A new barrier is being built on the Suffolk coast to reduce the risk of flooding from the sea near Southwold in Suffolk.
The Environment Agency is to start building an earth embankment at Easton Broad to the north of the resort.
The work, which will be carried out in stages over several years, will see a 400 metre long, 2.5 metre high bank built across the existing reed-bed.
The new bank will act as a barrier that will reduce the risk of tidal flooding to the B1127 between Reydon and Wrentham and protect the freshwater reedbeds upstream of the road during high tidal surges.
While the work is being done between late August and November, the speed limit on the B1127 near the site will be restricted to 40 miles per hour.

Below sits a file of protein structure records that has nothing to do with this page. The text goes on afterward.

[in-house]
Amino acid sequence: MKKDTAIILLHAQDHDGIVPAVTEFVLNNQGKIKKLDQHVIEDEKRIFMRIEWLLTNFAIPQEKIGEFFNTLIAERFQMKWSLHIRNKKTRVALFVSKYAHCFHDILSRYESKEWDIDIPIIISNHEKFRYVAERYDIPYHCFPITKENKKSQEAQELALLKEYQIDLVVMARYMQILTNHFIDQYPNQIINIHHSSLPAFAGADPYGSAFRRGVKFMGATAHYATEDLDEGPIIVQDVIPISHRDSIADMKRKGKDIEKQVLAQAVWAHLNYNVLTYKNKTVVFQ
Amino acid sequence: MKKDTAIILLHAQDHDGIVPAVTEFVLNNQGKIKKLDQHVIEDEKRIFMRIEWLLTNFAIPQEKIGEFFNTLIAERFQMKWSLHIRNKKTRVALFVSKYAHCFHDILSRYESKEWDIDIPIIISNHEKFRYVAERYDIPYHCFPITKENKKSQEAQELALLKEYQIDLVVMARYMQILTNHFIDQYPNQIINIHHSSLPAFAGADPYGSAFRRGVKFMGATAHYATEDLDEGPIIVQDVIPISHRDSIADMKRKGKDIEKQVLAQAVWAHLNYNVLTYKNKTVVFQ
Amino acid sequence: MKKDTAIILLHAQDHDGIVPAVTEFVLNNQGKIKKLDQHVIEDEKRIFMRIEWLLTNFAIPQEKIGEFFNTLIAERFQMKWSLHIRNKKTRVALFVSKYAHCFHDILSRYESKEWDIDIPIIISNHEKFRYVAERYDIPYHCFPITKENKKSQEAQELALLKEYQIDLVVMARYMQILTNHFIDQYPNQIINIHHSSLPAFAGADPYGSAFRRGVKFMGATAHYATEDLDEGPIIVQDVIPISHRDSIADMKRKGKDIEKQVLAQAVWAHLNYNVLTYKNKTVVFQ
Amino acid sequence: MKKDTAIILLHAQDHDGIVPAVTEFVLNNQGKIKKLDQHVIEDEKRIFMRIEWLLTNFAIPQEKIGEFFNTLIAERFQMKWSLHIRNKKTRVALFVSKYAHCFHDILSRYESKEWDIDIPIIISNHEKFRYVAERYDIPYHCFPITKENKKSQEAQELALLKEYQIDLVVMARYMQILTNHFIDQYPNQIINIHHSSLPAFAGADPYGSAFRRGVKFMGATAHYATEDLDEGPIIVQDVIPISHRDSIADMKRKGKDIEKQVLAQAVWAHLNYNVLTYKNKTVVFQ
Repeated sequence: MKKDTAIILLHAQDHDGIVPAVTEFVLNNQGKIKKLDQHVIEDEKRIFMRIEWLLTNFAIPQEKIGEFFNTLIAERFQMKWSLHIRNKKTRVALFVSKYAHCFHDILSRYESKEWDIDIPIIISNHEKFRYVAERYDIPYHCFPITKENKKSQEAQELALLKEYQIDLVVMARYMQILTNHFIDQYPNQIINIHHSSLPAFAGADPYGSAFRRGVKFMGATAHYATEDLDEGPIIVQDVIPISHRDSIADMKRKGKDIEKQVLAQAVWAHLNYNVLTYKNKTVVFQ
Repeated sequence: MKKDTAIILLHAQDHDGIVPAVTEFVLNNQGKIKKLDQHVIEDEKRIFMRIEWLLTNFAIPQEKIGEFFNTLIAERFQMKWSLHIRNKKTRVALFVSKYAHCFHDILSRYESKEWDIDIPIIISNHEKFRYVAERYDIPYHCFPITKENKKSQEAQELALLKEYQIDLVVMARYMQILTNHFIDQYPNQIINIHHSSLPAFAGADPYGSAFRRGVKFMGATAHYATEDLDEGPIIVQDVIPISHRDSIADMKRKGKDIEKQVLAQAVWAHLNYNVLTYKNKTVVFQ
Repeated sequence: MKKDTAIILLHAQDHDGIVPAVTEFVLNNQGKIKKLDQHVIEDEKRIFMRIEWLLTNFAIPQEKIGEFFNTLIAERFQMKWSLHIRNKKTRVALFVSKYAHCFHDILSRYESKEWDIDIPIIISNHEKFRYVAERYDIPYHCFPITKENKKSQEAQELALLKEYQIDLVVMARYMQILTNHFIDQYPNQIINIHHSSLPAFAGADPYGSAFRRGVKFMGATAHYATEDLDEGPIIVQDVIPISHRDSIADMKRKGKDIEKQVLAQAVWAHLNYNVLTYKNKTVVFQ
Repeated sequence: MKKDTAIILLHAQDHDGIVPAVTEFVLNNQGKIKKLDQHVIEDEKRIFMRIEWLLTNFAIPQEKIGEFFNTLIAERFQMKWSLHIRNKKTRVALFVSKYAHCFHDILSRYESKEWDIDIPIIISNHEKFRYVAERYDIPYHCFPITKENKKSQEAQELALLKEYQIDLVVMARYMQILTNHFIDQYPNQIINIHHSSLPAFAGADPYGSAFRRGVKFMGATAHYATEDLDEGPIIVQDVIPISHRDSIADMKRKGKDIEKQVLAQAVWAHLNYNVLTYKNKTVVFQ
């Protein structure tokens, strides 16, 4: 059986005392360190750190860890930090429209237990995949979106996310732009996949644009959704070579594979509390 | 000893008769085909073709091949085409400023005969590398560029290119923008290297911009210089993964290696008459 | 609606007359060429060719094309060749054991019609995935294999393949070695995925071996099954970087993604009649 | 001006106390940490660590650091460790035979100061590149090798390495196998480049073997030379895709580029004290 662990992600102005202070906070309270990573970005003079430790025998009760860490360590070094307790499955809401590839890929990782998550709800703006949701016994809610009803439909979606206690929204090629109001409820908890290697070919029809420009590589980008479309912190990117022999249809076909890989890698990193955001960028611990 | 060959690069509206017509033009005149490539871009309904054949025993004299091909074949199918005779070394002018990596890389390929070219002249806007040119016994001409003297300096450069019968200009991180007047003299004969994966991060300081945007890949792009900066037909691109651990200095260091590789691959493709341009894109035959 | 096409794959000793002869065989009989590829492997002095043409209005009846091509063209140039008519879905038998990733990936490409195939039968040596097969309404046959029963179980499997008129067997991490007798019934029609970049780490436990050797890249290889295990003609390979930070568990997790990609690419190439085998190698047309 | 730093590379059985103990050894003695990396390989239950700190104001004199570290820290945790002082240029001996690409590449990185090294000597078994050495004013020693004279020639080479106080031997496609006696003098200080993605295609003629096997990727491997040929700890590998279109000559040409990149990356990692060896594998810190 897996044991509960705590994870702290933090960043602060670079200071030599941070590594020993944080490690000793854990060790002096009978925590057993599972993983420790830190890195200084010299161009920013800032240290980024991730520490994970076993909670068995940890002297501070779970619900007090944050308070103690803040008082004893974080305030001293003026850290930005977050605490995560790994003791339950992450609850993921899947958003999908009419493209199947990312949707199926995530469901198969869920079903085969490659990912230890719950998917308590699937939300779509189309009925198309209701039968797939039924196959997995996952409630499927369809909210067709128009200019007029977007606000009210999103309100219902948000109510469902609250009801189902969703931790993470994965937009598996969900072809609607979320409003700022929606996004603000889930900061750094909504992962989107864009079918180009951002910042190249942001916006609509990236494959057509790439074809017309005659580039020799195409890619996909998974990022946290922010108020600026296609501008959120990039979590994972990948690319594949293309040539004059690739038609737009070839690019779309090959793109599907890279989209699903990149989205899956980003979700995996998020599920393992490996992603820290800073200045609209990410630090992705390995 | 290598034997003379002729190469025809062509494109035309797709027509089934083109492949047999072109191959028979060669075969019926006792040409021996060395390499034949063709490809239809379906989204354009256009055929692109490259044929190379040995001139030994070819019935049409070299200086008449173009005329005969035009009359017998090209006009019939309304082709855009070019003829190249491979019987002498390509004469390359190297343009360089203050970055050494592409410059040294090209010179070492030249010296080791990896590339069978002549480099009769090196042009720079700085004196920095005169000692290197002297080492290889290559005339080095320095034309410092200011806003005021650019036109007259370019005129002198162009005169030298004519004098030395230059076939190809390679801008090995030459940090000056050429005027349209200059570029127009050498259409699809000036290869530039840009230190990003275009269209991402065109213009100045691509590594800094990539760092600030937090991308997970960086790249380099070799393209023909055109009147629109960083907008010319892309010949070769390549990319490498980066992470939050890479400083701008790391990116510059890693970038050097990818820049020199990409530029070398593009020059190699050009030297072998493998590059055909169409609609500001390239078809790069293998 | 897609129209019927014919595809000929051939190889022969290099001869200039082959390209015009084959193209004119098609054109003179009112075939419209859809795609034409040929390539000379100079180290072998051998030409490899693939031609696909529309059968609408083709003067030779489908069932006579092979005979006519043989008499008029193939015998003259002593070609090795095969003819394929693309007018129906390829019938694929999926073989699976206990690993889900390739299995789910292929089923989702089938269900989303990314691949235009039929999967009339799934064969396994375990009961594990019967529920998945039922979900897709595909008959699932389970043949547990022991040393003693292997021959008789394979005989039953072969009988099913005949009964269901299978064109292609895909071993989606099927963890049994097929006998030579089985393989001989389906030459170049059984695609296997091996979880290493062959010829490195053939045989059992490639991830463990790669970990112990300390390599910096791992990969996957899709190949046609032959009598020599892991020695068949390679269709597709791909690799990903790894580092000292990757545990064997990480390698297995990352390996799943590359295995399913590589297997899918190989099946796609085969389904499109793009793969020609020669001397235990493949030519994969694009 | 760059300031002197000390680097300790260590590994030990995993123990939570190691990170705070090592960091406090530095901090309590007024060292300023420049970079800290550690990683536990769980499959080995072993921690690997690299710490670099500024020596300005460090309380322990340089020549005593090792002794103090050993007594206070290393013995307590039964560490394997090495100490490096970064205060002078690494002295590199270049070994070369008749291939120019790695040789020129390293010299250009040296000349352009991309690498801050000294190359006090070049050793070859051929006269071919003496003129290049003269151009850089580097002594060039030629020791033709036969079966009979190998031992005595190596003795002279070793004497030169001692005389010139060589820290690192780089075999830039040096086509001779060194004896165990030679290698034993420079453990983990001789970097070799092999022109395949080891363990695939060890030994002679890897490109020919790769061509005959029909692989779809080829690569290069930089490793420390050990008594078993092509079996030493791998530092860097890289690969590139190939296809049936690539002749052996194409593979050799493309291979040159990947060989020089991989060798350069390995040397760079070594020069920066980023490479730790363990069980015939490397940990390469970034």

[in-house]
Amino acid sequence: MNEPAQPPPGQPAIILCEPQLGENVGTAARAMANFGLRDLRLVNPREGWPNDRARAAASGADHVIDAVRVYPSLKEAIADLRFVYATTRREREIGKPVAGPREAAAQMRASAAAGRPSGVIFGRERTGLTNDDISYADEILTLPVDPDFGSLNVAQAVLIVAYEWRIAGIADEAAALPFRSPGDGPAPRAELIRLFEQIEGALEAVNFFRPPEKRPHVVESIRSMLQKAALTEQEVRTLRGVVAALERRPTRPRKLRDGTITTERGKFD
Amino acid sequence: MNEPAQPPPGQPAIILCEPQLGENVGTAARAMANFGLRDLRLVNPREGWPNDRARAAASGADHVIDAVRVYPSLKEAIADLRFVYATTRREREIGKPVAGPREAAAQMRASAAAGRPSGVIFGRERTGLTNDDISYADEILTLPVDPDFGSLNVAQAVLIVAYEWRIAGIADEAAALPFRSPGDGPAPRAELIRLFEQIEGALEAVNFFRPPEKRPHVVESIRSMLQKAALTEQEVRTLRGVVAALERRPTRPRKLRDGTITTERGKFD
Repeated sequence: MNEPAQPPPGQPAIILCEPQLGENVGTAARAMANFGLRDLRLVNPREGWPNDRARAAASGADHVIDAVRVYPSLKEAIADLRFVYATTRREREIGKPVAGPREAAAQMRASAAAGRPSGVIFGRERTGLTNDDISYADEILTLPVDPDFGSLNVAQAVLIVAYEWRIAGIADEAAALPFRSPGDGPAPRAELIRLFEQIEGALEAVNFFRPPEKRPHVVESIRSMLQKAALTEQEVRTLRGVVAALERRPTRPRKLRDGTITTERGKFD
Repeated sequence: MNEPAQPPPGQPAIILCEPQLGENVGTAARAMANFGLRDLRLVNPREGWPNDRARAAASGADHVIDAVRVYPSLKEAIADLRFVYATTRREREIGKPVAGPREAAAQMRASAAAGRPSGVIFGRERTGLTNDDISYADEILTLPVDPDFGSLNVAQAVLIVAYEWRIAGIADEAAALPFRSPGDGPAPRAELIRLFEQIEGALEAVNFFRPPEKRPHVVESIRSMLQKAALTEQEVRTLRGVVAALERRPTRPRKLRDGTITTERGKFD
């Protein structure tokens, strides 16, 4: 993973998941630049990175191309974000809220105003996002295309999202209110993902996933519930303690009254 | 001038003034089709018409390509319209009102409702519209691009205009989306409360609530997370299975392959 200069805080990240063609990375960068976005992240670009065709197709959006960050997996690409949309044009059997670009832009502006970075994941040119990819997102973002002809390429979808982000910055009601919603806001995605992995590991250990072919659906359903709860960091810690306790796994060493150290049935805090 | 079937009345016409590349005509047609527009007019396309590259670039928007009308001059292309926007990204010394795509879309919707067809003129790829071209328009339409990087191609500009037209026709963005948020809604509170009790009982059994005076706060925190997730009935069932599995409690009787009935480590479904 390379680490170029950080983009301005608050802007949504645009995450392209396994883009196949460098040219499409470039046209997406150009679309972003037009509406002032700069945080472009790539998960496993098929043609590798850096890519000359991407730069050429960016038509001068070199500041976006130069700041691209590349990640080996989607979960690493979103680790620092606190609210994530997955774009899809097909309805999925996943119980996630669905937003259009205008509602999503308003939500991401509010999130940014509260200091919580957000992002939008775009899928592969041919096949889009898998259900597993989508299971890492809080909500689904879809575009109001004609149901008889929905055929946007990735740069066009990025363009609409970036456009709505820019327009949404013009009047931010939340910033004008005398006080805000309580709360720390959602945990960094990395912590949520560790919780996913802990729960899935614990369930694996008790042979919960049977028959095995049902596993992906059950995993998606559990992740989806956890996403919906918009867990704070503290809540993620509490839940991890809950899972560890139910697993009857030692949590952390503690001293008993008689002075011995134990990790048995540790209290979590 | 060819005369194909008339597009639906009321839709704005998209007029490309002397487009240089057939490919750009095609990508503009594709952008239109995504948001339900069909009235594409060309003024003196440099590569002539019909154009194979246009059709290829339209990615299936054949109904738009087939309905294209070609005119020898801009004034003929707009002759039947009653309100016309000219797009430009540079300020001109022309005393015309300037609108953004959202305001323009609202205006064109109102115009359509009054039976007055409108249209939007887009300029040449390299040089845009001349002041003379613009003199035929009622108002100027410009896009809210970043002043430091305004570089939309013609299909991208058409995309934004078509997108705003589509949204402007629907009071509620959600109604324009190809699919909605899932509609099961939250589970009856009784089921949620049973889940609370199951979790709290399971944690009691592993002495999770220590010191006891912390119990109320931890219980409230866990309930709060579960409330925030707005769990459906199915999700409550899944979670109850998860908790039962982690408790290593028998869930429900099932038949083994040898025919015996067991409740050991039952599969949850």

Mark Johnson, from the Environment Agency said: “Later this month we will build a trial part of the embankment across the reed-bed to the south of the river. Depending on the weather, the formation layer to this first section should be completed in November.
“Following this work, we will be monitoring this foundation to the embankment and continue with construction to complete the embankment over the next few years.
– Mark Johnson, Environment Agency
“We are taking a phased approach to allow time for the soft ground to adjust to the new embankment and to minimise any effect on the wildlife in this highly valuable conservation site.”
Easton Broad is a nationally and internationally-designated nature conservation area.
The Environment Agency says the project will specifically benefit the larger part of the habitat upstream of Potters Bridge and help keep it in a good condition for up to 50 years.